November 1972
Volume 11, Issue 11
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Articles  |   November 1972
Dilatation and Endothelial Proliferation of Retinal Capillaries in Streptozotocin-Diabetic Rats: Quantitative Electron Microscopy
Author Affiliations
  • LEO SOSULA
    Department of Neurobiology, Research School of Biological Sciences, Australian National University, Canberra, A.C.T. 2601.
  • PAUL BEAUMONT
    Division of Ophthalmology, University of New South Wales, Randwick, N.S.W. 2031.
  • FREDERICK C. HOLLOWS
    Division of Ophthalmology, University of New South Wales, Randwick, N.S.W. 2031.
  • KEITH M. JONSON
    Department of Psychology, University of Sydney, N.S.W. 2001.
Investigative Ophthalmology & Visual Science November 1972, Vol.11, 926-935. doi:
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      LEO SOSULA, PAUL BEAUMONT, FREDERICK C. HOLLOWS, KEITH M. JONSON; Dilatation and Endothelial Proliferation of Retinal Capillaries in Streptozotocin-Diabetic Rats: Quantitative Electron Microscopy. Invest. Ophthalmol. Vis. Sci. 1972;11(11):926-935.

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      © ARVO (1962-2015); The Authors (2016-present)

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Abstract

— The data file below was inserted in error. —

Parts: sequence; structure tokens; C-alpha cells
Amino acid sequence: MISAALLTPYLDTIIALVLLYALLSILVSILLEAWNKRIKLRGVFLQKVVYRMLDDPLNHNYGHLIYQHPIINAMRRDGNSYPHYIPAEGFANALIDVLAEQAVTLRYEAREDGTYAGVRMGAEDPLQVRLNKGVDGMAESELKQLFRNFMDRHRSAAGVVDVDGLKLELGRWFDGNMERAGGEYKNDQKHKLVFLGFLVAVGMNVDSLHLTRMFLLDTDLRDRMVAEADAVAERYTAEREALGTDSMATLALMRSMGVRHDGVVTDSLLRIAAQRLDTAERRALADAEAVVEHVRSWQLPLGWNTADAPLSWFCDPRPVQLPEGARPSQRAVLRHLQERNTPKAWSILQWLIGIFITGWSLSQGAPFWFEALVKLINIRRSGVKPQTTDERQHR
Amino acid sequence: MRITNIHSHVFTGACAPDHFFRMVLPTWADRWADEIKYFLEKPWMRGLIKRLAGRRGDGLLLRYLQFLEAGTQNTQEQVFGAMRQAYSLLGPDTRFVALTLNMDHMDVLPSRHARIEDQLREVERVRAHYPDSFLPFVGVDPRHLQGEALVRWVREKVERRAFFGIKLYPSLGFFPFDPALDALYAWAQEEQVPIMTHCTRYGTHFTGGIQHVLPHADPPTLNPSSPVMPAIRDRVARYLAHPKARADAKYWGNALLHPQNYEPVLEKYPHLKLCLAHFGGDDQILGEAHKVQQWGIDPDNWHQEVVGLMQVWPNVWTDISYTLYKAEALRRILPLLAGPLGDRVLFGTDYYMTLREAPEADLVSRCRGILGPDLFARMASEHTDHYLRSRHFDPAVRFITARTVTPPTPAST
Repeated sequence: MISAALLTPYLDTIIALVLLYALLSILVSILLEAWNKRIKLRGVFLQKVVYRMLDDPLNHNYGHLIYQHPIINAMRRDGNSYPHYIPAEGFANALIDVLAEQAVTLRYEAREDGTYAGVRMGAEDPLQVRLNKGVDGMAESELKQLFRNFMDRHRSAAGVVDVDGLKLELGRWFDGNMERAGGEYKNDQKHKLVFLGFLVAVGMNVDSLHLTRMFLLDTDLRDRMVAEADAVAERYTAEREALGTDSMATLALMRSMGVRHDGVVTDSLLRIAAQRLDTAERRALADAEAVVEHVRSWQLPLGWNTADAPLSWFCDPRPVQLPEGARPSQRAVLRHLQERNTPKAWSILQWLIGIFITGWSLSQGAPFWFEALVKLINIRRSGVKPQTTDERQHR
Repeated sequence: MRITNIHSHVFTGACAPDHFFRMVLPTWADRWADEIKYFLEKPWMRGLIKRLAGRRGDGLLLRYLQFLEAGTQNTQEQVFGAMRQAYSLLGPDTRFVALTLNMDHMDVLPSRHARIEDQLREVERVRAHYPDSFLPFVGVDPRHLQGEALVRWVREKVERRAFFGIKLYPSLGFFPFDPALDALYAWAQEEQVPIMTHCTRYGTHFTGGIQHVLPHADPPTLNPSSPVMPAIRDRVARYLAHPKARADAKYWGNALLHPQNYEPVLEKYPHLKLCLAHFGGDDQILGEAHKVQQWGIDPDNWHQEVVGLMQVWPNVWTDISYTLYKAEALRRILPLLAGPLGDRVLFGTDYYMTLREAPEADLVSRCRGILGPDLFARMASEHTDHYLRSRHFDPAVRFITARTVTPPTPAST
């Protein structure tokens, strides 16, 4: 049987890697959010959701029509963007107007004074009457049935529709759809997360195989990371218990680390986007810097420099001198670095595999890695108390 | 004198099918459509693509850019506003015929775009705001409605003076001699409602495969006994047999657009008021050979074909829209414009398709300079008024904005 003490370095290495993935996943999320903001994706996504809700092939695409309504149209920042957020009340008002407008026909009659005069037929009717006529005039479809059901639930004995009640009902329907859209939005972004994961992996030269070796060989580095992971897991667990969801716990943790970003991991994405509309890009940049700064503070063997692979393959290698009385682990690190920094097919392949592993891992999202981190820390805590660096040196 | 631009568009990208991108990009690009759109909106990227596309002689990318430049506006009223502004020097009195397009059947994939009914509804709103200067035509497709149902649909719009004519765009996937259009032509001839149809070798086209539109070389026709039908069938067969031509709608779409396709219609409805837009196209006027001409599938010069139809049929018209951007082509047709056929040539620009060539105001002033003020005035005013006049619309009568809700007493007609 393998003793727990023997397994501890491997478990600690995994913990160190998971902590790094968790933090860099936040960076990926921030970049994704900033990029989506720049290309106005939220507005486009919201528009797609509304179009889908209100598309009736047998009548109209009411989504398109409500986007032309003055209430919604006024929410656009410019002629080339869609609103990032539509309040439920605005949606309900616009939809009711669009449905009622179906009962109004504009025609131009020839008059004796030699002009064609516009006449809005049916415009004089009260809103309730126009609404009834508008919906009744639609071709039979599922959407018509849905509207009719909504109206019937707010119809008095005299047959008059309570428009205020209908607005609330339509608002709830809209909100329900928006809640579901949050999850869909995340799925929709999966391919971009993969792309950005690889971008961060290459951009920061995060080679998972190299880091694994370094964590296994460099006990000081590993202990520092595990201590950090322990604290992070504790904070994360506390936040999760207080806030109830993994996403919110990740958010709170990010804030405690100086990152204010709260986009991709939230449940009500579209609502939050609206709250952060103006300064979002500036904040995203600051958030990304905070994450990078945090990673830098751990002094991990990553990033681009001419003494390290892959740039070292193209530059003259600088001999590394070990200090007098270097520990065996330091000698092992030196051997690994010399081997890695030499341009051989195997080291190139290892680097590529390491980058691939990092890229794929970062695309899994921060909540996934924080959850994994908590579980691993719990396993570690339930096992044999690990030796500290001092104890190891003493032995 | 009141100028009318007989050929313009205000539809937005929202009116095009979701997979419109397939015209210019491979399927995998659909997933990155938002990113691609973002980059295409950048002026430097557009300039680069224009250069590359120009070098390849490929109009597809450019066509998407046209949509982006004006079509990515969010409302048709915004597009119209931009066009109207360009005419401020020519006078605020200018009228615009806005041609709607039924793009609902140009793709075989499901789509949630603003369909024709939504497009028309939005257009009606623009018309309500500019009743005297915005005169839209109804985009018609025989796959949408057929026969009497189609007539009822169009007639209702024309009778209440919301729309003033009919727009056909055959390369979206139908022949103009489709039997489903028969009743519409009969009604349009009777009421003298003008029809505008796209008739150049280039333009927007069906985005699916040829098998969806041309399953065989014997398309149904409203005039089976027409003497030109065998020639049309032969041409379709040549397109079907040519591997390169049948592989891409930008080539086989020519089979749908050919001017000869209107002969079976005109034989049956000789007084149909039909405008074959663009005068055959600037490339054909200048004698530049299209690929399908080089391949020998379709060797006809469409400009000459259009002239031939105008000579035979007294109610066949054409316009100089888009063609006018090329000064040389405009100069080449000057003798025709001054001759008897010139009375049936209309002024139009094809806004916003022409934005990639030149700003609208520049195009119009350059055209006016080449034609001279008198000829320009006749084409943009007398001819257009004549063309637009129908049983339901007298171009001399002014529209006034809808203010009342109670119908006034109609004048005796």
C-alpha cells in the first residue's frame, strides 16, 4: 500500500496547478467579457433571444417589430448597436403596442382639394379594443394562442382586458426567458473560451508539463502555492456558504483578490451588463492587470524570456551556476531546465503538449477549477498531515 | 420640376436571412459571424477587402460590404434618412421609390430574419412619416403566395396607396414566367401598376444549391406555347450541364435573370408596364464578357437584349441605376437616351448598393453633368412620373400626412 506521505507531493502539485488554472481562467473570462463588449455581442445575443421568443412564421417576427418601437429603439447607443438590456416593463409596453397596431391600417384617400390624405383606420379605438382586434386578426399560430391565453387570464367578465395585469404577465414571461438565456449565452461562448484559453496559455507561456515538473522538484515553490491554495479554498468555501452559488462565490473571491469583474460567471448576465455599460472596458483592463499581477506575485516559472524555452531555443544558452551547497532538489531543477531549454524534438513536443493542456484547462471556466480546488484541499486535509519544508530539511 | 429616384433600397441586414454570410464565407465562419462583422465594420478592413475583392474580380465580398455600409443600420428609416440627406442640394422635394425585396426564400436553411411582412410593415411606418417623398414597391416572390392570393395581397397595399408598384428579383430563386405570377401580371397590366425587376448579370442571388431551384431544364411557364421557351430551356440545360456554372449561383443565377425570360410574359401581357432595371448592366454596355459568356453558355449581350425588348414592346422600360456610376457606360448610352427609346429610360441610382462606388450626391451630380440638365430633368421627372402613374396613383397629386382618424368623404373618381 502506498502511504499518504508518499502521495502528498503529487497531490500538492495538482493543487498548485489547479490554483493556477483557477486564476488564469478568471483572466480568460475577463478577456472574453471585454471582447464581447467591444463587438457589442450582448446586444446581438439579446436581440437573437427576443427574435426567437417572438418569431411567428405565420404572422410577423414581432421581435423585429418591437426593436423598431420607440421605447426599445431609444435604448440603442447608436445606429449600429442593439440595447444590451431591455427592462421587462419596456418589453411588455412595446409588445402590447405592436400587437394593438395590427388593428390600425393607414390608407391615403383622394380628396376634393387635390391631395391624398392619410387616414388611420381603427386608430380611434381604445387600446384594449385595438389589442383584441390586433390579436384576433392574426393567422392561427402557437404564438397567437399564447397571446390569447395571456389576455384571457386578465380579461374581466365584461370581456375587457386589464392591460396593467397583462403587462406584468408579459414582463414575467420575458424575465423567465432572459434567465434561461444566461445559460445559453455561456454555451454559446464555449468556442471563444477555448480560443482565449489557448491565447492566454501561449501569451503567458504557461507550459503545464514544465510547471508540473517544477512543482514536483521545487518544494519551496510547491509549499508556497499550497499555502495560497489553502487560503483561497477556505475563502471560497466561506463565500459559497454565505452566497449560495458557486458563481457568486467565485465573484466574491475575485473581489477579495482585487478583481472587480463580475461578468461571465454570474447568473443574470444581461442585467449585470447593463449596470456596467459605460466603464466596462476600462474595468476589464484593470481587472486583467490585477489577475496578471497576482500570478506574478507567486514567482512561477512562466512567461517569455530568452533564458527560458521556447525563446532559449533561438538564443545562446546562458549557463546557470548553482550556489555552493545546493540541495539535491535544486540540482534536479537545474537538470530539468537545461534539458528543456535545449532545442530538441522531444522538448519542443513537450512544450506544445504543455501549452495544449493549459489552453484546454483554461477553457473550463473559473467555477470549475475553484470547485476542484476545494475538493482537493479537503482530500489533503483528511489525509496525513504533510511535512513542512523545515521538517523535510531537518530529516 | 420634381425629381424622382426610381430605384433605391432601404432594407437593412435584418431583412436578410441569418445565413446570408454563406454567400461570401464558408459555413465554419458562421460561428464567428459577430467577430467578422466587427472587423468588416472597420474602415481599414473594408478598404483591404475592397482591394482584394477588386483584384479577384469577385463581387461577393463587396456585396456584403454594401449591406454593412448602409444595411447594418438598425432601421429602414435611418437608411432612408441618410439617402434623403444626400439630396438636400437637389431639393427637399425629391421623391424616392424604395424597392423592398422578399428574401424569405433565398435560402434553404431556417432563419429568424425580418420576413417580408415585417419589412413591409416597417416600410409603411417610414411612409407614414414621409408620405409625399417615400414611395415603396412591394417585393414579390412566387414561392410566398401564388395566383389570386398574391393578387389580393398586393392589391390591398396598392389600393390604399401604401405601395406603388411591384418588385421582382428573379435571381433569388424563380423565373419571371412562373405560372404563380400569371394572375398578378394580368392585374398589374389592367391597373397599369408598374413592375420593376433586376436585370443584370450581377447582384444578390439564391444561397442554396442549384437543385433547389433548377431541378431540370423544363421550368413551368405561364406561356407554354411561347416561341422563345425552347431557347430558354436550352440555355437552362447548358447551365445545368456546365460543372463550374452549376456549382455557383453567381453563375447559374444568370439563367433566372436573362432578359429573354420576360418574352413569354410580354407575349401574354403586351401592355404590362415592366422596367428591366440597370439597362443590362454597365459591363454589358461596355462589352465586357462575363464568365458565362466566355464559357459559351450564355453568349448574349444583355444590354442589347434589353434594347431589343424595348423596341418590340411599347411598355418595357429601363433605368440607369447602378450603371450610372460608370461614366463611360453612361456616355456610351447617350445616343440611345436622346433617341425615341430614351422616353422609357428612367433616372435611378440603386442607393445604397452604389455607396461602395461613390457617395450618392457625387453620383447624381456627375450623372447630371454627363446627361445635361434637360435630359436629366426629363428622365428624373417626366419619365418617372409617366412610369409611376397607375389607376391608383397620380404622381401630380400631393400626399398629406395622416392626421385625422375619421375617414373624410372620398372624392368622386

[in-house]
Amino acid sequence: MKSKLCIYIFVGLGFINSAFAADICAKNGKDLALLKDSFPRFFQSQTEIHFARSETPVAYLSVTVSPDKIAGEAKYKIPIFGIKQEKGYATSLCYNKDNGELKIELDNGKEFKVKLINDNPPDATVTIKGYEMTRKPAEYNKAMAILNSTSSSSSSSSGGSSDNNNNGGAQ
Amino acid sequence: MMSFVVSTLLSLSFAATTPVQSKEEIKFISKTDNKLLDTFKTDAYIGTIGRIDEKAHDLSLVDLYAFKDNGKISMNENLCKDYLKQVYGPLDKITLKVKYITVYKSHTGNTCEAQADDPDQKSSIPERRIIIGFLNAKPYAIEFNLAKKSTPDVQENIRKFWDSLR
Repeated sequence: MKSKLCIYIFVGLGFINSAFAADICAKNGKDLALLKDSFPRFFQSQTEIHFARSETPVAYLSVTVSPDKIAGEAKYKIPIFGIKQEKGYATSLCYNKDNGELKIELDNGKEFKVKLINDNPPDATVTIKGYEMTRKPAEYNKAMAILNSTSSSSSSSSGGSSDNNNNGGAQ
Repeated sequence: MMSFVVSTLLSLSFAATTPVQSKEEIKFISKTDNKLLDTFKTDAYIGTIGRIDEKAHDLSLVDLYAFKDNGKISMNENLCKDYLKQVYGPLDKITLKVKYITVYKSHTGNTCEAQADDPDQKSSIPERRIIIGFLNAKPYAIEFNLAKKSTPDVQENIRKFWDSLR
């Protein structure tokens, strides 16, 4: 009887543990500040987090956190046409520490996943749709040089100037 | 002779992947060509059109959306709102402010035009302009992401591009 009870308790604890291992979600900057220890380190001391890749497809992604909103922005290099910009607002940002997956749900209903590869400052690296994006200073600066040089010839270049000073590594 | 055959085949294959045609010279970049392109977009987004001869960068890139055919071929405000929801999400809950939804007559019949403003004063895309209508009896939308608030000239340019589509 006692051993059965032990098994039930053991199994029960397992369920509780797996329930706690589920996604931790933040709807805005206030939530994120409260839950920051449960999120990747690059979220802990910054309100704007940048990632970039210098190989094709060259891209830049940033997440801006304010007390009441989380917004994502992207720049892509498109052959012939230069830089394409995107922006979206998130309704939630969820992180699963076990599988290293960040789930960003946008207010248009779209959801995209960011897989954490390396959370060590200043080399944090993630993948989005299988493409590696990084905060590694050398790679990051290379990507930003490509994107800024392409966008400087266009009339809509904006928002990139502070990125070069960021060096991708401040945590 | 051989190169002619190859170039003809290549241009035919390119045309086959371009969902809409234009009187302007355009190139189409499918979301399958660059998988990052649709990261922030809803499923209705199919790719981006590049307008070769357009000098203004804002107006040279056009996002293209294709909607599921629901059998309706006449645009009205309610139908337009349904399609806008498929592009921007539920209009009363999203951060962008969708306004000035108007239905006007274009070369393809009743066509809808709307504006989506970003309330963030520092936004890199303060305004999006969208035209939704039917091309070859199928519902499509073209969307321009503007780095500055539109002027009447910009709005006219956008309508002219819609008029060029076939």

The capillaries in normal and short term (30 days) streptozotocin-diabetic rats were studied with quantitative light and electron microscopy. The streptozotocin treatment caused capillary dilatation, endothelial proliferation, and endothelial swelling. These ultrastructural changes occurred in existing capillaries, since light microscopy showed no significant change in the frequency of capillaries per unit area of retina. Endothelial cell proliferation was evidenced by a significant increase in the number of endothelial junctions. Capillaries with one endothelial function were most severely dilated, and their number significantly decreased by endothelial proliferation. Unlike the normal rats, the streptozotocin-treated animals showed no significant correlation between the mean lumen area and the number of endothelial junctions. The increase in size of the capillaries and their lumens was expected to reduce the width of the capillary walls. The thickness of capillary basement membrane was reduced as expected. However, the observed capillary wall width remained within normal limits, due to both capillary proliferation and endothelial swelling. In addition, some interesting qualitative alterations were observed in mural cells, neurons, and the endothelial junctions.

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